Jeremy L. Belanger (firstname.lastname@example.org) is a healthcare attorney with the Troy, MI office of Chapman Law Group.
Technological advances have contributed to the increased quality of patient care and reduced costs in providing care, but they have also greatly increased the threat of cyberattacks. The Department of Health and Human Services (HHS) found that “health care has the highest cost for data breaches.” Thus, pursuant to the congressional mandate contained in the Cybersecurity Act of 2015, HHS along with partner groups and cybersecurity experts has released guidance (Health Industry Cybersecurity Practices) on the best practices to address cybersecurity threats facing the healthcare industry.
Recent examples of cyberattacks
In recent years, there have been numerous stories of healthcare entities facing cyberattacks. In one attack in 2016, Hollywood Presbyterian Medical Center in California suffered a ransomware attack that froze all the computers at the hospital. Patient records, schedules, and documents could not be accessed, many practitioners were required to revert to pen-and-paper documentation while the system was down, and many patients had to be transferred. The hospital was only able to regain access when it paid the ransom demanded, though there is never a guarantee that acquiescing to a malicious actor’s demands will result in regaining control of a system.
In another attack on Peachtree Orthopedics in Georgia, more than 500 patient profiles were stolen and put up for sale on the dark web. The data included names, addresses, Social Security numbers, and other valuable information that can assist in identity theft. Another case involving a ransomware attack at Princeton Community Hospital in West Virginia froze the hospital’s electronic health record (EHR) system. Although the hospital did not pay the demanded ransom, it did have to replace its entire EHR system.
Recently, it has been disclosed that an authorized party had access to a system at a Missouri rehabilitation center that lasted approximately three months and potentially exposed the data of more than 4,000 patients. The breach was not identified for more than a month after it occurred.
Not all cases are brought under the Health Insurance Portability and Accountability Act of 1996 (HIPAA). There has been a growing trend of actions not based on the Federal Trade Commission Act (FTCA), which makes unlawful “unfair or deceptive acts in or affecting commerce,” or state tort law. In one such case, a clinical laboratory employee downloaded the file-sharing program LimeWire to her work computer, which had inadequate security measures. Protected health information (PHI) for the patients was exposed as a result of an unauthorized party gaining access. Although the case is still ongoing, the FTC initially found that the inadequate security measures constituted “unfair trade practices.” As with HIPAA, there is no private right to sue under the FTCA; however, many states have similar variations that do allow a private party to sue.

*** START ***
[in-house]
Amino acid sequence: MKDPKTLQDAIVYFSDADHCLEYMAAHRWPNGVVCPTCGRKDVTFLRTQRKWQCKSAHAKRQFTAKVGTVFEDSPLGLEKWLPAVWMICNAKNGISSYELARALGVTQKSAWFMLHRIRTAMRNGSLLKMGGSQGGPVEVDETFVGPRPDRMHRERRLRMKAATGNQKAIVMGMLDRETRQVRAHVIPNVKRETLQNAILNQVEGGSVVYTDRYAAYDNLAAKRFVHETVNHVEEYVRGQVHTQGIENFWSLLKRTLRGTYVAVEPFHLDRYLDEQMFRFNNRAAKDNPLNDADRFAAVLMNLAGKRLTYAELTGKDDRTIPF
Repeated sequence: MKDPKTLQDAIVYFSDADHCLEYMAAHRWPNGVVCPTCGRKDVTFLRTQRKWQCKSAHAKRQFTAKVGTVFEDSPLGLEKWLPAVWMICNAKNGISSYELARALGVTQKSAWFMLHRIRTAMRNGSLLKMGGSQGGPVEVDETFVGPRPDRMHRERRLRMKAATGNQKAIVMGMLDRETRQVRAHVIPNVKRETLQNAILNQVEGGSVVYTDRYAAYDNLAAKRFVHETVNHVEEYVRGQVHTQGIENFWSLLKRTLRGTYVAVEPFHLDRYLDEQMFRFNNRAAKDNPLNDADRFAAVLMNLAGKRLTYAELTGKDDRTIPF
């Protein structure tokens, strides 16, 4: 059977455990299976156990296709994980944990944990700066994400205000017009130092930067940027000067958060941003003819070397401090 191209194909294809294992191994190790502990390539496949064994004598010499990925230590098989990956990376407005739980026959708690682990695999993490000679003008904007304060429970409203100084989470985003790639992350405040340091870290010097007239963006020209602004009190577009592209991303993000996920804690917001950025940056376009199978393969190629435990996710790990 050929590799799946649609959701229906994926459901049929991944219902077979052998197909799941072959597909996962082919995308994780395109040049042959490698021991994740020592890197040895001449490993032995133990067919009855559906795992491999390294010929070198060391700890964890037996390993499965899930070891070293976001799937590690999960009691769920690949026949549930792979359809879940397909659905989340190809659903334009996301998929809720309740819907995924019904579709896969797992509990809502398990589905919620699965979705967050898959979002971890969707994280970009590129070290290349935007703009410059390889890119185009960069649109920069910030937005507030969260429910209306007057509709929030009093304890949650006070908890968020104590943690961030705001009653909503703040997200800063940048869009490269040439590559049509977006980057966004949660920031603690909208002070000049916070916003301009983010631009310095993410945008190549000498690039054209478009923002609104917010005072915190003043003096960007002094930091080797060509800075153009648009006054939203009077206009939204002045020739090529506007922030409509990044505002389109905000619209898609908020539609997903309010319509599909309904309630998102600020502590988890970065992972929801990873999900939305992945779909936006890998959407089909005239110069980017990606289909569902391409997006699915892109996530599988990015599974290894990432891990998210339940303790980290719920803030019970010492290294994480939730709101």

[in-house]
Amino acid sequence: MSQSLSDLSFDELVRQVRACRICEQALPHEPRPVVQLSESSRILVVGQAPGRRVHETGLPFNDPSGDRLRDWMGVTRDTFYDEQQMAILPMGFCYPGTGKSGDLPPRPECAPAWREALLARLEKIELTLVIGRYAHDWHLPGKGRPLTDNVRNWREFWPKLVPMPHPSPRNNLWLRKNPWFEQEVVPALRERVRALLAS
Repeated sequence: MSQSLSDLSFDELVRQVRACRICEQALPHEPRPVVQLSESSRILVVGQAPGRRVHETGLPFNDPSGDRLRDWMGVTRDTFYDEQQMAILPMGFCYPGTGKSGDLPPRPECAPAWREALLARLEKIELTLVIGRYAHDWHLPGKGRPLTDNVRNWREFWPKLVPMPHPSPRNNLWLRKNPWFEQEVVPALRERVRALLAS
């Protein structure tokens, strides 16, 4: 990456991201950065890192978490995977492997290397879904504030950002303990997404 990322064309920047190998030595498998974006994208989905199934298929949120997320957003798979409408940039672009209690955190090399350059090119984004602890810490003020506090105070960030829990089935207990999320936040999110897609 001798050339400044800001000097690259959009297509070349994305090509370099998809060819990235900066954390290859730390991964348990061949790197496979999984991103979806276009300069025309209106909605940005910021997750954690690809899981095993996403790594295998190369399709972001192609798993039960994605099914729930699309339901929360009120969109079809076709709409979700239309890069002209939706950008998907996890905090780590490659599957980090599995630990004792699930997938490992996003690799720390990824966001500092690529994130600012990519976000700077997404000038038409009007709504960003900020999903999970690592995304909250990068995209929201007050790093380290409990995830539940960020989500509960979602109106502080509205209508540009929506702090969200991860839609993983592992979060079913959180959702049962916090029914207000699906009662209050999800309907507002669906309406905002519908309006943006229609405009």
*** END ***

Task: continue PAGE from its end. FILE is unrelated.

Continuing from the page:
The official position taken is that the practices described are meant for “informational purposes only” and are not “required by nor guarantee…compliance with federal, state, or local laws.” This may be the intention of HHS, under HIPAA and the Health Information Technology for Economic and Clinical Health (HITECH) Act and the implementing regulations, but part of the basis for determining the amount of a civil penalty assessed against an entity after a breach occurs is whether it exercised “reasonable diligence” or whether the cause of the breach “was due to reasonable cause and not to willful neglect.” Thus, compliance with the practices in the HHS guidance will likely be highly relevant when determining whether an entity’s practices were reasonable when assessing a penalty against an entity for a breach of PHI or determining whether they may have acted reasonably under state law.